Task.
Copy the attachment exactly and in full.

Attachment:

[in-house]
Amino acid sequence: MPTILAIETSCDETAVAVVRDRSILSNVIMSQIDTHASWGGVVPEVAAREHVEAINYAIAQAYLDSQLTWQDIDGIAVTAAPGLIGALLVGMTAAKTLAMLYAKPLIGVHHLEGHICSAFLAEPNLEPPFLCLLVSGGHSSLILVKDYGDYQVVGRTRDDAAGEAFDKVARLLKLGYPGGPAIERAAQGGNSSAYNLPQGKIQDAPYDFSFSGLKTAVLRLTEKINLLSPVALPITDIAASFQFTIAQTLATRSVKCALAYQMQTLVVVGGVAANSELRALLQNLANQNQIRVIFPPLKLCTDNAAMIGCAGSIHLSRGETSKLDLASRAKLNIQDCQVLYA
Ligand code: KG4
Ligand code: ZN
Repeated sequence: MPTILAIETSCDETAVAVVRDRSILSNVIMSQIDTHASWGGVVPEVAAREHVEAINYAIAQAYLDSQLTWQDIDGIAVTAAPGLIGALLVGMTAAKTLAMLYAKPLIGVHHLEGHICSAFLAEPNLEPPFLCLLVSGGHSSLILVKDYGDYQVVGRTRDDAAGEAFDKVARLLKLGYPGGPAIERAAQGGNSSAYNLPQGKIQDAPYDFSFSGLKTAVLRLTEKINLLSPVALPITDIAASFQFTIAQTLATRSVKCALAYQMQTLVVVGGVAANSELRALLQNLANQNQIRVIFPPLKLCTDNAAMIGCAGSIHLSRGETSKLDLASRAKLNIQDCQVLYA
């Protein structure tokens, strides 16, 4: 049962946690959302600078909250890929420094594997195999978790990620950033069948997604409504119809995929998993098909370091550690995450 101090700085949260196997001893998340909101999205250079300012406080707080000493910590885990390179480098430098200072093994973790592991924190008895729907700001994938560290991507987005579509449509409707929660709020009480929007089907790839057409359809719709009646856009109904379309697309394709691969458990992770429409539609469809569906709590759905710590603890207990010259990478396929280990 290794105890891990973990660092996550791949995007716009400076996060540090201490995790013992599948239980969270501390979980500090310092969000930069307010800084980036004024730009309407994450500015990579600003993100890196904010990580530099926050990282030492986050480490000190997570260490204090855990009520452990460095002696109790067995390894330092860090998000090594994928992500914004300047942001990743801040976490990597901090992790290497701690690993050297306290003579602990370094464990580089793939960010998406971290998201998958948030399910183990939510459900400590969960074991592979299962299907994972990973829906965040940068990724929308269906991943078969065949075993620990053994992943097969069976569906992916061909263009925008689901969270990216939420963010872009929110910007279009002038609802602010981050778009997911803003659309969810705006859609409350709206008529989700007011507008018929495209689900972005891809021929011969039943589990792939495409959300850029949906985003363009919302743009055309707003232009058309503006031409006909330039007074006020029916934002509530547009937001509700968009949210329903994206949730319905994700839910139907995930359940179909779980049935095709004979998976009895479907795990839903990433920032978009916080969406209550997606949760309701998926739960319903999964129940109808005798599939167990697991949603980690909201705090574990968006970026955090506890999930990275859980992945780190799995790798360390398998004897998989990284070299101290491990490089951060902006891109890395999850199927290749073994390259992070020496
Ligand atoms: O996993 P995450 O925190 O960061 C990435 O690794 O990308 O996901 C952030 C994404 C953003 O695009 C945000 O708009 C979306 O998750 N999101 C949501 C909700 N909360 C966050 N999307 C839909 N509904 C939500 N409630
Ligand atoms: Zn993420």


[in-house]
Amino acid sequence: MPTILAIETSCDETAVAVVRDRSILSNVIMSQIDTHASWGGVVPEVAAREHVEAINYAIAQAYLDSQLTWQDIDGIAVTAAPGLIGALLVGMTAAKTLAMLYAKPLIGVHHLEGHICSAFLAEPNLEPPFLCLLVSGGHSSLILVKDYGDYQVVGRTRDDAAGEAFDKVARLLKLGYPGGPAIERAAQGGNSSAYNLPQGKIQDAPYDFSFSGLKTAVLRLTEKINLLSPVALPITDIAASFQFTIAQTLATRSVKCALAYQMQTLVVVGGVAANSELRALLQNLANQNQIRVIFPPLKLCTDNAAMIGCAGSIHLSRGETSKLDLASRAKLNIQDCQVLYA
Ligand code: KG4
Ligand code: ZN
Repeated sequence: MPTILAIETSCDETAVAVVRDRSILSNVIMSQIDTHASWGGVVPEVAAREHVEAINYAIAQAYLDSQLTWQDIDGIAVTAAPGLIGALLVGMTAAKTLAMLYAKPLIGVHHLEGHICSAFLAEPNLEPPFLCLLVSGGHSSLILVKDYGDYQVVGRTRDDAAGEAFDKVARLLKLGYPGGPAIERAAQGGNSSAYNLPQGKIQDAPYDFSFSGLKTAVLRLTEKINLLSPVALPITDIAASFQFTIAQTLATRSVKCALAYQMQTLVVVGGVAANSELRALLQNLANQNQIRVIFPPLKLCTDNAAMIGCAGSIHLSRGETSKLDLASRAKLNIQDCQVLYA
């Protein structure tokens, strides 16, 4: 049962946690959302600078909250890929420094594997195999978790990620950033069948997604409504119809995929998993098909370091550690995450 101090700085949260196997001893998340909101999205250079300012406080707080000493910590885990390179480098430098200072093994973790592991924190008895729907700001994938560290991507987005579509449509409707929660709020009480929007089907790839057409359809719709009646856009109904379309697309394709691969458990992770429409539609469809569906709590759905710590603890207990010259990478396929280990 290794105890891990973990660092996550791949995007716009400076996060540090201490995790013992599948239980969270501390979980500090310092969000930069307010800084980036004024730009309407994450500015990579600003993100890196904010990580530099926050990282030492986050480490000190997570260490204090855990009520452990460095002696109790067995390894330092860090998000090594994928992500914004300047942001990743801040976490990597901090992790290497701690690993050297306290003579602990370094464990580089793939960010998406971290998201998958948030399910183990939510459900400590969960074991592979299962299907994972990973829906965040940068990724929308269906991943078969065949075993620990053994992943097969069976569906992916061909263009925008689901969270990216939420963010872009929110910007279009002038609802602010981050778009997911803003659309969810705006859609409350709206008529989700007011507008018929495209689900972005891809021929011969039943589990792939495409959300850029949906985003363009919302743009055309707003232009058309503006031409006909330039007074006020029916934002509530547009937001509700968009949210329903994206949730319905994700839910139907995930359940179909779980049935095709004979998976009895479907795990839903990433920032978009916080969406209550997606949760309701998926739960319903999964129940109808005798599939167990697991949603980690909201705090574990968006970026955090506890999930990275859980992945780190799995790798360390398998004897998989990284070299101290491990490089951060902006891109890395999850199927290749073994390259992070020496
Ligand atoms: O996993 P995450 O925190 O960061 C990435 O690794 O990308 O996901 C952030 C994404 C953003 O695009 C945000 O708009 C979306 O998750 N999101 C949501 C909700 N909360 C966050 N999307 C839909 N509904 C939500 N409630
Ligand atoms: Zn993420």